Tuesday, December 28, 2021

On the passing of Archbishop Desmond Tutu

South African Anglican Archbishop Emeritus Desmond Tutu, who died Sunday 26 December at the age of 90, was certainly an interesting and influential religious leader. 

He will be remembered for his active stance against the racist Apartheid, as well as for his reconciliatory role as the chairperson of the Truth and Reconciliation Commission.

Nonetheless, despite his self-identification as a "socialist" and his criticism towards capitalism, the late Archbishop was a staunch anti-communist. In 1985 he stated that he hated Marxism-Leninism "with every fiber of his being", while he used to compare the socialist countries with far-right regimes, even Nazism! 

In a shameful and completely anti-historical reference, the Archbishop had said once: "Apartheid is as evil and as vicious as Nazism and Communism" (Gish Steven D. (2004). Desmond Tutu: A Biography. Greenwood Press). 

Also, according to his authorized biography, Tutu had often used the unscientific argument that "African communism" is an oxymoron because—in his view—Africans are intrinsically spiritual and this conflicts with the atheistic nature of Marxism (Allen, John (2006). Rabble-Rouser for Peace: The Authorised Biography of Desmond Tutu. London: Rider).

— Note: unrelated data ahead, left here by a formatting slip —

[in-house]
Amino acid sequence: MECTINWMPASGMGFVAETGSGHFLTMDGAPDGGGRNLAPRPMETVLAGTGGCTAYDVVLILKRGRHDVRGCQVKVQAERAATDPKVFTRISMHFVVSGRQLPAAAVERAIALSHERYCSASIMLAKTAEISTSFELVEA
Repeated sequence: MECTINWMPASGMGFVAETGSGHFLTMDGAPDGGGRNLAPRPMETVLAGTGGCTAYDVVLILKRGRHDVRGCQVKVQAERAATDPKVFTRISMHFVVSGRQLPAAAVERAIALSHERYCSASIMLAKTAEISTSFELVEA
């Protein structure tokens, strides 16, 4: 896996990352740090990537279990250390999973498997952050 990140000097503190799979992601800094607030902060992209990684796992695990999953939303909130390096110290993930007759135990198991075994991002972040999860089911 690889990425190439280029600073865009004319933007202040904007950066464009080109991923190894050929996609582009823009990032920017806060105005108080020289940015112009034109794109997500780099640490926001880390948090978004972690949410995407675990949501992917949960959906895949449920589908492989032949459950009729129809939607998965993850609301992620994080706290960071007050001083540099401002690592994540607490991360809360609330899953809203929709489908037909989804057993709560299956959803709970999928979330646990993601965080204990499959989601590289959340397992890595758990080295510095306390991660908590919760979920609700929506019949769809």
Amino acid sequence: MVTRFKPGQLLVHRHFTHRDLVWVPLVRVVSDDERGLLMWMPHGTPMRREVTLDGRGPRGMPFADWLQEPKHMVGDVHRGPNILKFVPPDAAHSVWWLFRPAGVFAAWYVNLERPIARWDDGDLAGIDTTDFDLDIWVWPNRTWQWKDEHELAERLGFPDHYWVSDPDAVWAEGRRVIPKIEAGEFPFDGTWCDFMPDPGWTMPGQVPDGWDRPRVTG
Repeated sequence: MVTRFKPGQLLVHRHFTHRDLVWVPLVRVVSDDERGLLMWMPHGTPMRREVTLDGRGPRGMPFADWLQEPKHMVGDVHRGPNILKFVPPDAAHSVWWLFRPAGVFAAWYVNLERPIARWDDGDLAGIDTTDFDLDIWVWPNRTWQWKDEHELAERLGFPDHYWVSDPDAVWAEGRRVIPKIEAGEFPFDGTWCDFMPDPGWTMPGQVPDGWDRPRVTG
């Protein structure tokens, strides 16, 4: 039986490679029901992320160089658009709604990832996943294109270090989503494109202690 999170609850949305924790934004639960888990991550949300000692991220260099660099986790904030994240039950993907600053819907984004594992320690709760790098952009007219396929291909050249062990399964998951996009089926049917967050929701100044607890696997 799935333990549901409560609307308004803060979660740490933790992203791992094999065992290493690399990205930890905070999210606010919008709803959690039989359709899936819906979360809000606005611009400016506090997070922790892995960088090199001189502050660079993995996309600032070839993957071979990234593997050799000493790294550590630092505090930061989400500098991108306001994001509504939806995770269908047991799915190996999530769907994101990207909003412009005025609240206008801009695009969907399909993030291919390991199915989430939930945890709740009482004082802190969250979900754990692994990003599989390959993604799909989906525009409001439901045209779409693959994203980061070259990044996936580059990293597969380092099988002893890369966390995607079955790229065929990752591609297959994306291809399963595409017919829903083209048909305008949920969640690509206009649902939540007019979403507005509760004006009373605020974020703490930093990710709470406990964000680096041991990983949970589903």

On the occasion of his death, the South African Communist Party (SACP) issued the following statement:

"Dr Blade Nzimande, the South African Communist Party General Secretary, expresses the Party's sincere condolences to the family of Archbishop Emeritus Desmond Tutu. Tutu (90) passed away on Sunday, 26 December 2021.

We will remember him for the work he did when he was the Chairperson of the Truth and Reconciliation Commission, among others. The commission was an essential part of our transition from apartheid to our current and developing democratic transition. Its final report referred a number of cases for prosecution. A long time has now passed. There has been little progress. However, recently the National Prosecuting Authority announced it has appointed a team of prosecutors to investigate some of those cases. This step is crucial, although it is belated.

In addition, for all the families that lost their loved ones because of the actions of apartheid security and other networks to find closure, not some but all the cases and other crimes in which the apartheid regime or its networks killed people must be included in the scope of the investigation, which must be expedited given the long time that has passed. We need closure as the formerly oppressed."